This paper describes the development of a dynamical systems model of motivation and metacognition during learning, which explains some of the practically and theoretically important relationships among three studentengagement constructs and performance metrics during learning. In order to better calibrate and understand the model, the model was also fit with additional fixed factor predictors determined from the factor scores from a factor analysis of the pre-survey given to students. This work mined data from computerized adaptive flashcard learning system to create the dynamical systems model. This flashcard practice included pop-up survey questions on the student's experience of recent easiness, strategy use, and usefulness, in addition to the correctness performance data for the practice. The dynamical systems model of this data was then used to simulate various student profiles to predict how they would experience the flashcard system. These simulations show how strategy use in this task is crucial because of the ways it influences performance and perceived usefulness. In the model, this result is shown by a bifurcation for higher and lower strategy use, where the higher strategy use equilibrium is accompanied by performance predictions suggesting learning that is more efficient. In addition, we examined the implications of our data for the flow theory of optimal experience by testing models of this theory and comparing it to a Vygotskian perspective on the results.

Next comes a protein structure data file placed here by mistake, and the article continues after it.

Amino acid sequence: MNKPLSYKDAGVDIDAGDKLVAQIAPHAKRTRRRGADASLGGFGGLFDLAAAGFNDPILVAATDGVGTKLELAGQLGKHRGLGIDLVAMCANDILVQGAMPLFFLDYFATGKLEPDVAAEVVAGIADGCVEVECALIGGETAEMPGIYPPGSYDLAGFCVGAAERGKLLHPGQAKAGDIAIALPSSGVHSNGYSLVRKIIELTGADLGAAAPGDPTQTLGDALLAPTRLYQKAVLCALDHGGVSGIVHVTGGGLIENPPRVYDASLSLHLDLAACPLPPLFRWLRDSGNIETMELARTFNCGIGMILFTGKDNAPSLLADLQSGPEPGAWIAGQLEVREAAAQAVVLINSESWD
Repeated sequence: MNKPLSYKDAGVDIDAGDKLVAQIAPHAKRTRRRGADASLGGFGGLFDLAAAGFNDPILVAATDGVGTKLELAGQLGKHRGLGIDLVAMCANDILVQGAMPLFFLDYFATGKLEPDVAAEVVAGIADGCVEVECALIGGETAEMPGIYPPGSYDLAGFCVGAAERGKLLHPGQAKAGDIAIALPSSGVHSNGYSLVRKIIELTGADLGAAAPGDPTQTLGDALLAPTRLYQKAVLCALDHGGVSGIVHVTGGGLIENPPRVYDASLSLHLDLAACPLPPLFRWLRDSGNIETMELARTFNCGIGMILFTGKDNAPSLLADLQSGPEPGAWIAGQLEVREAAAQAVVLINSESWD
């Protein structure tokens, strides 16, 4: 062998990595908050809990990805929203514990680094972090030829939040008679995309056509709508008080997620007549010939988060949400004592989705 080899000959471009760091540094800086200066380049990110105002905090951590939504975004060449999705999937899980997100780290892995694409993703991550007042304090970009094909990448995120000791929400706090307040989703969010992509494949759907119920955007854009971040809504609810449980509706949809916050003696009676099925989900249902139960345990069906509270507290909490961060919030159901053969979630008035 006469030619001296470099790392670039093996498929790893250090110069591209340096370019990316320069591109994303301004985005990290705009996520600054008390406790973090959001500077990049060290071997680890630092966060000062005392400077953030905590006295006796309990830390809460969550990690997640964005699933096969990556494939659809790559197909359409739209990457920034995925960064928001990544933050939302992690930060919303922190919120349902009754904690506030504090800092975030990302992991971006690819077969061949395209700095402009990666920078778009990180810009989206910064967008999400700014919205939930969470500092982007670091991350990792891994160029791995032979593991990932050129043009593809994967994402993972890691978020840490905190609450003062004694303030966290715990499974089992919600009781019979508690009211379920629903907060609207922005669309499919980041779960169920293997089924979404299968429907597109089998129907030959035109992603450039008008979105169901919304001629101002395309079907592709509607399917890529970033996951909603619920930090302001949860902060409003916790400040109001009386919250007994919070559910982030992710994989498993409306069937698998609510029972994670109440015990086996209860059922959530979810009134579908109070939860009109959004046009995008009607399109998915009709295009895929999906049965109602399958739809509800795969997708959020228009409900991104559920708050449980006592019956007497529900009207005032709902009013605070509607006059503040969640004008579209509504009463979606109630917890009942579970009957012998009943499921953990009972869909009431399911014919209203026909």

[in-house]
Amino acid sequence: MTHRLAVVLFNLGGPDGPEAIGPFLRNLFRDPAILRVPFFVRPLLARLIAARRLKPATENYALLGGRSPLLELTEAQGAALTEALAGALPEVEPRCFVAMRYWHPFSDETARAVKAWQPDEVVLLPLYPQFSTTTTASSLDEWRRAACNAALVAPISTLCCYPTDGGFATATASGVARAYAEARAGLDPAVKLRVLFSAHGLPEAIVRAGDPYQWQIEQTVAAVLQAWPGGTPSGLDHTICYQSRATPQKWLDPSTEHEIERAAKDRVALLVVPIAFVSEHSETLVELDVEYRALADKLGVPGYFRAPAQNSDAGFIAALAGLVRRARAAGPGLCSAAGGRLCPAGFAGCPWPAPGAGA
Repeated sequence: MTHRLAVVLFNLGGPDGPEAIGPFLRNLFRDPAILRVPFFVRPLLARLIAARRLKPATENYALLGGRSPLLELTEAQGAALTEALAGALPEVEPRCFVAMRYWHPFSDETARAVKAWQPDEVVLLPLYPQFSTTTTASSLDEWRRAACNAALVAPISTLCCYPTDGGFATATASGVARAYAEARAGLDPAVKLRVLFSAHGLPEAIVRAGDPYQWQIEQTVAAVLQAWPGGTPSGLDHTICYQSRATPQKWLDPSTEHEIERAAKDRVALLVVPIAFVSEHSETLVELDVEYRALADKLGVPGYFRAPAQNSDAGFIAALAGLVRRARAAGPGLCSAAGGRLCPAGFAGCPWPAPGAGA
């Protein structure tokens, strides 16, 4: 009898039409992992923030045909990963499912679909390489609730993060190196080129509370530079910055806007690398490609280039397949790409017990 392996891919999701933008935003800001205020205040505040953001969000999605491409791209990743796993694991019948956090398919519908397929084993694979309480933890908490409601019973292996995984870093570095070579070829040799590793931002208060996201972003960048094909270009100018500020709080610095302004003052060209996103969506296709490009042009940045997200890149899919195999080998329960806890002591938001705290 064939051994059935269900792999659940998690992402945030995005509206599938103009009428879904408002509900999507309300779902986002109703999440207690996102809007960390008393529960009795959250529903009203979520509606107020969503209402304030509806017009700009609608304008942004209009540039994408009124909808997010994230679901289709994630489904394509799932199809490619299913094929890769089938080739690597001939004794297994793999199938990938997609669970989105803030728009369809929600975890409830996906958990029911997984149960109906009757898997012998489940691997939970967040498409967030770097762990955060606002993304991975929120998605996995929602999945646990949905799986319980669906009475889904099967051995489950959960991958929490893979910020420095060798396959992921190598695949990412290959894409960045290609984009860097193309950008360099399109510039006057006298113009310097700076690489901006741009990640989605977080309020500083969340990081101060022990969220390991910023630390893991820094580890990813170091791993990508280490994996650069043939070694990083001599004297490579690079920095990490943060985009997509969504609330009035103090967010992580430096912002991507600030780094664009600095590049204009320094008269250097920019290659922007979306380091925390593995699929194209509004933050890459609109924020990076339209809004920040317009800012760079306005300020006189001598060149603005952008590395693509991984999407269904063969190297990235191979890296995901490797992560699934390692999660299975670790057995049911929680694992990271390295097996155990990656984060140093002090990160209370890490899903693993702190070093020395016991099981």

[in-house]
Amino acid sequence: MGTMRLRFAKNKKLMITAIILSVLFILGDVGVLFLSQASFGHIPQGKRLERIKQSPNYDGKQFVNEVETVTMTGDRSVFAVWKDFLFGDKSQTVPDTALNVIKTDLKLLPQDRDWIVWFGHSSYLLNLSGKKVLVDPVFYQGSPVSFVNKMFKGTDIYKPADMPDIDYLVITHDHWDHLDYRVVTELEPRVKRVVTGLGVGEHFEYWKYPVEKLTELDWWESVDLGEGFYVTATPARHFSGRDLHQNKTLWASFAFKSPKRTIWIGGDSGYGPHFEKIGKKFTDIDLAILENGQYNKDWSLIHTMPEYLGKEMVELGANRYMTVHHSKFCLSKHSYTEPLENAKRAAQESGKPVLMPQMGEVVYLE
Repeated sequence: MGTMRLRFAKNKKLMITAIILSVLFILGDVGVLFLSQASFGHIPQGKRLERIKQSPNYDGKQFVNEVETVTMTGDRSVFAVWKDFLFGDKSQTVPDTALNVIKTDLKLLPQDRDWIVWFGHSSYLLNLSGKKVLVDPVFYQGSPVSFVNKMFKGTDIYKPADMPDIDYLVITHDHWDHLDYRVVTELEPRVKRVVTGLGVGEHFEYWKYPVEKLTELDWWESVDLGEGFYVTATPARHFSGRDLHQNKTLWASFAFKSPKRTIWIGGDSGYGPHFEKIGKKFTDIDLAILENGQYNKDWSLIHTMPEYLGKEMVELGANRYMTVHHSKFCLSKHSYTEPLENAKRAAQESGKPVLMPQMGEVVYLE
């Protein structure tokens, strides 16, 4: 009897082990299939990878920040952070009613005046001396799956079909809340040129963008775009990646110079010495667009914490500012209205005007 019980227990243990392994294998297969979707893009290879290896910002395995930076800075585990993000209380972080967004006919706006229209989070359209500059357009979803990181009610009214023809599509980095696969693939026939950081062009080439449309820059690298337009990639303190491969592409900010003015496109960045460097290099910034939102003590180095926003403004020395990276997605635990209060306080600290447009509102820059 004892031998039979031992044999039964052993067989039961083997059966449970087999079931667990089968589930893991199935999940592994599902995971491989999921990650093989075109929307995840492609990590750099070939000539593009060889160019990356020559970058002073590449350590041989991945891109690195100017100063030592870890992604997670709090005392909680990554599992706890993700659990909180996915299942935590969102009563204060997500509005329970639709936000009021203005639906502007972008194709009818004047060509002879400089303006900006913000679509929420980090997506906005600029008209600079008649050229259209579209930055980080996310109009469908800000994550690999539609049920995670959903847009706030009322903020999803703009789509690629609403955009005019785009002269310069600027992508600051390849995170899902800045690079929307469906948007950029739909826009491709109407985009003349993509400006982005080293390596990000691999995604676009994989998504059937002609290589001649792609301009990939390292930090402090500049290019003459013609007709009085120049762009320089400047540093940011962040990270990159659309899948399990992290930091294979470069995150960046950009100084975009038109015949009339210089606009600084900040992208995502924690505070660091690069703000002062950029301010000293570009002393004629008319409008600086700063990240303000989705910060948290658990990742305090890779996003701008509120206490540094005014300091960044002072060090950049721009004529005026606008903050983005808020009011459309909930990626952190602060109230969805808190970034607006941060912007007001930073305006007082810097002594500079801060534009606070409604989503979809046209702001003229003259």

How to Cite
dynamical system model, language learning, motivation, metacognition, efficacy, utility
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